Today is the 7th anniversary of the terrorist attacks on the World Trade Center and the Pentagon. I know that not all of you who read are in the U.S., but still, it’s vital that none of us who are decent people forget the scope of disaster that a few, evil people can cause–anywhere in the world. It’s not about religion, it’s not about politics, it’s about the acknowledgment that humans should try to work together, not tear each other apart, even when they disagree.
So, feeling my way to a question here … Terrorists aren’t just movie villains any more. Do real-world catastrophes such as 9/11 (and the bombs in Madrid, and the ones in London, and the war in Darfur, and … really, all the human-driven, mass loss-of-life events) affect what you choose to read? Personally, I used to enjoy reading Tom Clancy, but haven’t been able to stomach his fight-terrorist kinds of books since.
And, does the reality of that kind of heartless, vicious attack–which happen on smaller scales ALL the time–change the way you feel about villains in the books you read? Are they scarier? Or more two-dimensional and cookie-cutter in the face of the things you see on the news?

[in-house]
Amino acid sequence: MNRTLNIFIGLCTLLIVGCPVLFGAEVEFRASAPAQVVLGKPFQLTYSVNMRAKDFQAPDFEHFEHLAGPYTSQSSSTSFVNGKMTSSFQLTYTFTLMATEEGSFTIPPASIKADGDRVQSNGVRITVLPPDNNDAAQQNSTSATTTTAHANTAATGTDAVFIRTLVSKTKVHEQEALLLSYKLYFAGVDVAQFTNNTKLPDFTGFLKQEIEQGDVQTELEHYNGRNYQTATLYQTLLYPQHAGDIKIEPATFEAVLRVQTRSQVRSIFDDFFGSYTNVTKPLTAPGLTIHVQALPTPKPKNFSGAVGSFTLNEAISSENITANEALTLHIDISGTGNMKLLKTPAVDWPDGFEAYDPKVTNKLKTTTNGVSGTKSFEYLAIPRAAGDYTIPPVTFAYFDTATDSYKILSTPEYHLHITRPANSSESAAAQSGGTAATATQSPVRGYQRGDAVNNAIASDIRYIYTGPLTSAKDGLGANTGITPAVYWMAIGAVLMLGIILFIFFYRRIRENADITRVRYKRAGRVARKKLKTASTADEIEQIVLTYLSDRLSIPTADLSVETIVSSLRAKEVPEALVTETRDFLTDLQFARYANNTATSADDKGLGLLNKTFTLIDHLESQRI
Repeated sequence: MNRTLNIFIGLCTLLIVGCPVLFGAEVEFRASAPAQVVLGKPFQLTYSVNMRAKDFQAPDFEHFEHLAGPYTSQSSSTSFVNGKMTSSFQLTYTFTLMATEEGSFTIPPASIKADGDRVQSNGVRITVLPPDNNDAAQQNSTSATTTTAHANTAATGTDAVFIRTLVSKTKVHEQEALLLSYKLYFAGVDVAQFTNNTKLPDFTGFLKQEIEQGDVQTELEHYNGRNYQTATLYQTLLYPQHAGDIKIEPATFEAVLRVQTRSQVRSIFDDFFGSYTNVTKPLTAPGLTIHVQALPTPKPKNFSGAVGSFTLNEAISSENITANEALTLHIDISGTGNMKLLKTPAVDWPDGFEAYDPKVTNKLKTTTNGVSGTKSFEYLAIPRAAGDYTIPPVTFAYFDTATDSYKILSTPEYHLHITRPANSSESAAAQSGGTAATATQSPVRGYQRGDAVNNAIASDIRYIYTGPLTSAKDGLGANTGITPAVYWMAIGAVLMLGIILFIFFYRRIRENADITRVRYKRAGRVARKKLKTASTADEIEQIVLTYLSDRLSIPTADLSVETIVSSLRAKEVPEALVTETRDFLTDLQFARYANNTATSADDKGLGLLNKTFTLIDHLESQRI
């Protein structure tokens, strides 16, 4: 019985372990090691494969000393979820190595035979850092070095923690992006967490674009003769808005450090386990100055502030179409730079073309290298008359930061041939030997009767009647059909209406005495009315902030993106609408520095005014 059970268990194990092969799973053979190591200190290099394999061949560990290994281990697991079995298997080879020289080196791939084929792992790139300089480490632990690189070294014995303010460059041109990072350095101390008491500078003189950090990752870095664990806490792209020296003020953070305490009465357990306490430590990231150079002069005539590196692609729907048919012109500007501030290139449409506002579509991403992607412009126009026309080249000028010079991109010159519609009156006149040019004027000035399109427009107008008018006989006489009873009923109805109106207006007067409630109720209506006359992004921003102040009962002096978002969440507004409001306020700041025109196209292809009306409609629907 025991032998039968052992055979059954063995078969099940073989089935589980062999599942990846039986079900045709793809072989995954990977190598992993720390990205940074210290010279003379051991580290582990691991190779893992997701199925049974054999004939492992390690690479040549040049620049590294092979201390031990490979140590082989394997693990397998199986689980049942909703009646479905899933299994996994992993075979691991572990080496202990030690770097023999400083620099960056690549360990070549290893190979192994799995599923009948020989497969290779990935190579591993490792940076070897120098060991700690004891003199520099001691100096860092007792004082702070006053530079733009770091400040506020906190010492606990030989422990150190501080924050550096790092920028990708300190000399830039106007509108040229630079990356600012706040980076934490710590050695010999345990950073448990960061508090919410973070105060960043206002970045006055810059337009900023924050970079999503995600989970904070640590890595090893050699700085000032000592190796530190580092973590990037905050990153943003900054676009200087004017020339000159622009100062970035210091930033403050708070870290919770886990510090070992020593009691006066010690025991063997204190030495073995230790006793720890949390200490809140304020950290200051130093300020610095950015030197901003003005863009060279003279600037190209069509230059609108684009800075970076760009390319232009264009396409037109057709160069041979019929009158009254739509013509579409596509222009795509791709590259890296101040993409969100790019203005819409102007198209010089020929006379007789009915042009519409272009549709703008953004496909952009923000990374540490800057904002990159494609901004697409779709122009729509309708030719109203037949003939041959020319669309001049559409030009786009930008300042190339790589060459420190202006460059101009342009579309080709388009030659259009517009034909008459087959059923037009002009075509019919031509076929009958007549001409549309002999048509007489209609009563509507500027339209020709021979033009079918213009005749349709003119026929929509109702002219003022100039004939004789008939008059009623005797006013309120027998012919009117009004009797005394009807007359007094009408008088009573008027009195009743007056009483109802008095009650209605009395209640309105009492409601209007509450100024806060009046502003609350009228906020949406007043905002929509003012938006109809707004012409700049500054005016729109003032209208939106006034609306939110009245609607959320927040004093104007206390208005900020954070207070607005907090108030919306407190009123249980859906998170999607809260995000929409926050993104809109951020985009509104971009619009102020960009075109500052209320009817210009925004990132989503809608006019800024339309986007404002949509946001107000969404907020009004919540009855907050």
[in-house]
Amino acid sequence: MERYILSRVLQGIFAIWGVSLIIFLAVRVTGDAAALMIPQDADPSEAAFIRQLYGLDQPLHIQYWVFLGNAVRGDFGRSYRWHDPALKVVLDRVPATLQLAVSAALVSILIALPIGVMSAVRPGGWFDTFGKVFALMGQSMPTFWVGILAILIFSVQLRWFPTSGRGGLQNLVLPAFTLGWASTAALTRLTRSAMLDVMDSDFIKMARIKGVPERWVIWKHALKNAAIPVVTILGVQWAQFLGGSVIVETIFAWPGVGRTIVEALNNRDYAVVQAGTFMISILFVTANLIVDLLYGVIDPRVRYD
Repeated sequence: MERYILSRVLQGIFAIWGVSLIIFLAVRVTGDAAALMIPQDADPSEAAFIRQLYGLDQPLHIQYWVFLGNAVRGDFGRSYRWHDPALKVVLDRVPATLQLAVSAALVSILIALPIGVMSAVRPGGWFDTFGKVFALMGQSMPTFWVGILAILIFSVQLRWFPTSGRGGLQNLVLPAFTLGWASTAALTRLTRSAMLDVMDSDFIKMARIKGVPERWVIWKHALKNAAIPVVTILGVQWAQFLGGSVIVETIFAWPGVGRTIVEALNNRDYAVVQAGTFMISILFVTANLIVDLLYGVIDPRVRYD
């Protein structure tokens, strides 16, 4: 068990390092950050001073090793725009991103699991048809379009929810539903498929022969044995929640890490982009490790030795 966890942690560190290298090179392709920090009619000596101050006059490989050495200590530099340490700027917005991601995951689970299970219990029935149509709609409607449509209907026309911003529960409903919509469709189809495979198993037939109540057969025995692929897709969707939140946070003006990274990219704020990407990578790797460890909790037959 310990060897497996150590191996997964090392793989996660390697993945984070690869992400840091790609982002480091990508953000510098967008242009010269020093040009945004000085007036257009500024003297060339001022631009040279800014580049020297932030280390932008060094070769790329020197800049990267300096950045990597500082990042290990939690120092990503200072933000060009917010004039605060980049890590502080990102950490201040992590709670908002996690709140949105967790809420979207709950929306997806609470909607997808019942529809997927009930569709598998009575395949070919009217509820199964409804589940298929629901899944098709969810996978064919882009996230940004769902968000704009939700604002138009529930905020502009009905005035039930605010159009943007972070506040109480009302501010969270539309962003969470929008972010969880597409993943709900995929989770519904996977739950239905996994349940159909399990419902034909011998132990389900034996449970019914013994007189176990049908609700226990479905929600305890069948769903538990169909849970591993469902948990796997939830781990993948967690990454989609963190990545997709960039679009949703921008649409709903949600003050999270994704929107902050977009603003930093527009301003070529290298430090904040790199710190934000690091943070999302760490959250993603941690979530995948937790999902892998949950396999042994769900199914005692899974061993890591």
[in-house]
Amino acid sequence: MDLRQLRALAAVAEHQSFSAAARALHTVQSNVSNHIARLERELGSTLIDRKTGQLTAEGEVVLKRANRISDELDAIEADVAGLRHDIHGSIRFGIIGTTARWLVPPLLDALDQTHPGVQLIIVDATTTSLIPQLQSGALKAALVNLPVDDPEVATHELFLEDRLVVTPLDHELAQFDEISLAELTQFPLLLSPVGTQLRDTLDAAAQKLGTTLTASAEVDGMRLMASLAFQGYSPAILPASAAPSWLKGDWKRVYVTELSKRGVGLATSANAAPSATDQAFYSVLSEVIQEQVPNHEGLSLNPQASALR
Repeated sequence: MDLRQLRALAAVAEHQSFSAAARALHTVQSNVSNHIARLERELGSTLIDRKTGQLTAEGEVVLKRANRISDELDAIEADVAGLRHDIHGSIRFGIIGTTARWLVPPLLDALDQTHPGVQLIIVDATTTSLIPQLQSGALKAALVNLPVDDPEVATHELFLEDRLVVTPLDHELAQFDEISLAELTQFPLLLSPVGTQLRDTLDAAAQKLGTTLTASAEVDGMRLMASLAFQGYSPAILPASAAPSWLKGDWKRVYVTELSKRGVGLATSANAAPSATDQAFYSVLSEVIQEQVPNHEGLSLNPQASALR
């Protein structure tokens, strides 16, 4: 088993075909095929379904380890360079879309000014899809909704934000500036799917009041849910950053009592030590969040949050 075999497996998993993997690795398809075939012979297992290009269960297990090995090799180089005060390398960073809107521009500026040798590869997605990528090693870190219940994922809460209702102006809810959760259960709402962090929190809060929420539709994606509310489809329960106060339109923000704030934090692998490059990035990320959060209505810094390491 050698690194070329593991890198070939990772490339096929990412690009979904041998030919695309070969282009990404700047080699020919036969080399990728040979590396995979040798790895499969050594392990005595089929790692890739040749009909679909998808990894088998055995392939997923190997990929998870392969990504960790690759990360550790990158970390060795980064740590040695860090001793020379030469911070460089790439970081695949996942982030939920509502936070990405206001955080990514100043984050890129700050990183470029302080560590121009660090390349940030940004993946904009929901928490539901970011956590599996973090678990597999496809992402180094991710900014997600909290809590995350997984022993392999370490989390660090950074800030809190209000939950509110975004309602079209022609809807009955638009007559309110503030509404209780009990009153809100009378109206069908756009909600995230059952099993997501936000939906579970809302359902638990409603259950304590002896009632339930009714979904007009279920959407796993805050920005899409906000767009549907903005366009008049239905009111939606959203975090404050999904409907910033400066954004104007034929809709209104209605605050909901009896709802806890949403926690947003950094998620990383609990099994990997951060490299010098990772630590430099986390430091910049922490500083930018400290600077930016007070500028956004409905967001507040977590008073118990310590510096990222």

Short answer: no. Terrorists have never been just movie villains so 9/11 didn't change that. History is filled with murder and death. I've never been interested in reading Tom Clancy type books, but it does seem like more authors are interested in writing them these days. I can't tell you the number of terrorist-themed books I've seen come down the pike in the last few years. Whether a villain in a book is cookie-cutter or tw0-dimensional really depends on the writing itself and not on anything else. I've read a book or two about Darfur and some political books but I don't go out of my way for that sort of thing much.